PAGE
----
If the patient has previously been vaccinated there will be 2 additional vaccine injections over 2- 3 days.
If the person was not previously vaccinated there will be 5 injections(basically over 15 days) + injections of immunoglobulines at day 0. Immunoglobulines are expensive and generally not available in rural areas. In the case of an animal bite the not vaccinated traveller will probably have to change his travel plans, go to a large city and stay close to healthcare for the next two weeks.
Staying away from dogs (and cats) is a good idea (not just because of rabies) - I do the same. But e.g. in Murghab there were dozens of dogs that came to us anyway...

And just for the interested ones: in contrast to the equally tick borne lyme disease, tick born encephalitis (RSSE in central asia, russia) is typically transmitted in the first minutes of the tick bite.

Anyway, even without the vaccinationa your chances of dying in a car accident or of a heart attack during the trip are much higher than getting infected. Personally I like to minimize risks - so I am vaccinated for both (but I also live in a tick born encephalitis endemic area).
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Re: How Common are Forests and Dogs?

Postby steven » Sat Jun 17, 2017 1:46 pm

I also have to add: due to an exceptionally rainy spring, ticks are much more common this year than previously, even in non-foresty places like Altyn Emel NP ticks have been reported. Also, global warming is beneficial to tick populations in general.

https://www.theguardian.com/environment ... ate-change
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Re: Do I need rabies and tick-borne encephalitis vaccinations for Central Asia?

Postby Seradane » Tue Jun 20, 2017 5:13 pm

We went for rabies vaccination but not encephalitis. The logic being that rabies is 100% fatal if contracted and you're not near a hospital that can treat it. Wheras encephalitis is both pretty rare and even if contracted has only (ha!) a 10-20% chance of permanent issues. Pretty awful of course but we also weren't going to be spending long periods of time out in the wilds so figured that was an acceptable risk.

Also if it makes a difference, when we were getting vaccinated for this trip it turns out the rabies vaccine which used to be a big, painful and expensive one-off shot now has an alternative option available that is three much smaller, not-very painful jabs which were a fair bit cheaper. There were some trade-offs (like more time required for the course) but that made the decision even easier.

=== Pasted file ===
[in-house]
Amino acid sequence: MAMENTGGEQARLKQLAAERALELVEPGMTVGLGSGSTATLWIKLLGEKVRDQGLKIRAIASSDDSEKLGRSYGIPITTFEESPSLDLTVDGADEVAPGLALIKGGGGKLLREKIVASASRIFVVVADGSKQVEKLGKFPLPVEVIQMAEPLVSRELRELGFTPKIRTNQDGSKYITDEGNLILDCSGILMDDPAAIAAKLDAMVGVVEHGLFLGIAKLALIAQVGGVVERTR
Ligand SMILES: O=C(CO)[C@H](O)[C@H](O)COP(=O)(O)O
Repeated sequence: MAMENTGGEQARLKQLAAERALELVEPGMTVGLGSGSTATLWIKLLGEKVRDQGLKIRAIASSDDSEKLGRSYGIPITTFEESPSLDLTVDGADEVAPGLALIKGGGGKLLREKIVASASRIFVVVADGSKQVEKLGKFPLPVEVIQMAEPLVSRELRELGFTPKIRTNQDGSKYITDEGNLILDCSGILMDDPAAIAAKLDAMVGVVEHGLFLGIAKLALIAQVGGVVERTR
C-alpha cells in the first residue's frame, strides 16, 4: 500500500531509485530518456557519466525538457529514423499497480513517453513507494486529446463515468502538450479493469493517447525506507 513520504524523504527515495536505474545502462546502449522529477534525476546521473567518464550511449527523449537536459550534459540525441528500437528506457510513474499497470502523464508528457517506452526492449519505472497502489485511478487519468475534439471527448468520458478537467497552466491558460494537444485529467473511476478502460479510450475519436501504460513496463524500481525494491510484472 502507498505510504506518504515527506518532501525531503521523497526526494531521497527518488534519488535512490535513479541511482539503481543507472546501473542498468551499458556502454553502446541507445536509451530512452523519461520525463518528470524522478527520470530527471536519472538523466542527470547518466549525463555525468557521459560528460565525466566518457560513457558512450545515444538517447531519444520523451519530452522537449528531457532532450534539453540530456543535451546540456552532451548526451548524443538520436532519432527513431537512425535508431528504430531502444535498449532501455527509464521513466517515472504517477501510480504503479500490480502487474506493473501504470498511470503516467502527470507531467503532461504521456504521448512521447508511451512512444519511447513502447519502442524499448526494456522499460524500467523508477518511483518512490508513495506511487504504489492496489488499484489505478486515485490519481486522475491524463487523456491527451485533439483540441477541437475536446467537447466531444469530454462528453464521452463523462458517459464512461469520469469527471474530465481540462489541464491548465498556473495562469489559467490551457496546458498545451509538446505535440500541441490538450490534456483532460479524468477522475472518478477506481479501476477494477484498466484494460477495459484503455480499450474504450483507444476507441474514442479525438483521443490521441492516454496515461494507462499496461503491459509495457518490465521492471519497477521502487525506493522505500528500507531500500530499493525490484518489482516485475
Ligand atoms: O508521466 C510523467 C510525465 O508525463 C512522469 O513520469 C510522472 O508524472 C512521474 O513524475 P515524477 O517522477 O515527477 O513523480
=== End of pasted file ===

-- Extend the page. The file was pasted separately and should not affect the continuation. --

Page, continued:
We got vaccinated in Australia though so your mileage may vary in terms of that being available in your country.
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TomasS
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Re: Do I need rabies and tick-borne encephalitis vaccinations for Central Asia?

Postby TomasS » Tue Jun 20, 2017 5:28 pm

I thought a lot about it during preparation of my trip and took both of them. I read one study about encephalitis (i think it was from czech university, you can google it), that convinced me, and there was something about two types of ticks, and the one living in central asia is potentialy many times more deadly. But there was a map and the really dangerous area was north of Almaty, especially Siberia.
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lissie45
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Re: Do I need rabies and tick-borne encephalitis vaccinations for Central Asia?

Postby lissie45 » Wed Jun 21, 2017 4:25 am

OK update time. The eastern encephalitis vaccine is unavailable in New Zealand - dr advised to ensure we covered legs and feet when walking in tick-prone areas. We are doing the rabies pee-exposure as the chance of getting the immunoglobulin shot in Central Asia if we did need it would be low to zero in Central Asia. Cost is NZ$140 per a shot. At least it's a one off cost as it's considered cover for life for travellers.

Also, and I'd not thought of this, we're getting Hep B (already have A) - the reasoning is that although we are unlikely to be having unprotected sex or tattoos - we maybe exposed if we were in an accident and ended up in hospital. Again its 3 shots - $40/pop for that.